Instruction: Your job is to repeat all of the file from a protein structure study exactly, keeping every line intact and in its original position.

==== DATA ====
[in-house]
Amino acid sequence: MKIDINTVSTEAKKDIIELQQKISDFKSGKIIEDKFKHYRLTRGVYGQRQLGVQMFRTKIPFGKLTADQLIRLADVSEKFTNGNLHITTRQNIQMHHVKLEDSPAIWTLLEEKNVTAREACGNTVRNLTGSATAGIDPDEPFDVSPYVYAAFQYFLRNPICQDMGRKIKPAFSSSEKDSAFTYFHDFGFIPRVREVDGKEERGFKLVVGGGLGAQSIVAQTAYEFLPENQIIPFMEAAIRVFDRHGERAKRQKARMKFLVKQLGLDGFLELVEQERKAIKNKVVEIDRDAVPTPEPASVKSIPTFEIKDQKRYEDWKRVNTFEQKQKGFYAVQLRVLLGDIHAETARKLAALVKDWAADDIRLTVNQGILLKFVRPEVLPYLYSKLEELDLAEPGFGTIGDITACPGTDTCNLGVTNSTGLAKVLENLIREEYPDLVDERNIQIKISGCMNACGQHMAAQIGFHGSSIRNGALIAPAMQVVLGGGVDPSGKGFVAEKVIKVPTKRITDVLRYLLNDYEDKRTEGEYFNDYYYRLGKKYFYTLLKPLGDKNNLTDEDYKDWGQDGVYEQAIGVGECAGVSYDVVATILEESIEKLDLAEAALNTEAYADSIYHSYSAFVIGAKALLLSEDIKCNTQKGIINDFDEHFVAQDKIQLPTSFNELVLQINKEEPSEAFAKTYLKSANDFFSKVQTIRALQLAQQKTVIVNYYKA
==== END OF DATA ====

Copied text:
[in-house]
Amino acid sequence: MKIDINTVSTEAKKDIIELQQKISDFKSGKIIEDKFKHYRLTRGVYGQRQLGVQMFRTKIPFGKLTADQLIRLADVSEKFTNGNLHITTRQNIQMHHVKLEDSPAIWTLLEEKNVTAREACGNTVRNLTGSATAGIDPDEPFDVSPYVYAAFQYFLRNPICQDMGRKIKPAFSSSEKDSAFTYFHDFGFIPRVREVDGKEERGFKLVVGGGLGAQSIVAQTAYEFLPENQIIPFMEAAIRVFDRHGERAKRQKARMKFLVKQLGLDGFLELVEQERKAIKNKVVEIDRDAVPTPEPASVKSIPTFEIKDQKRYEDWKRVNTFEQKQKGFYAVQLRVLLGDIHAETARKLAALVKDWAADDIRLTVNQGILLKFVRPEVLPYLYSKLEELDLAEPGFGTIGDITACPGTDTCNLGVTNSTGLAKVLENLIREEYPDLVDERNIQIKISGCMNACGQHMAAQIGFHGSSIRNGALIAPAMQVVLGGGVDPSGKGFVAEKVIKVPTKRITDVLRYLLNDYEDKRTEGEYFNDYYYRLGKKYFYTLLKPLGDKNNLTDEDYKDWGQDGVYEQAIGVGECAGVSYDVVATILEESIEKLDLAEAALNTEAYADSIYHSYSAFVIGAKALLLSEDIKCNTQKGIINDFDEHFVAQDKIQLPTSFNELVLQINKEEPSEAFAKTYLKSANDFFSKVQTIRALQLAQQKTVIVNYYKA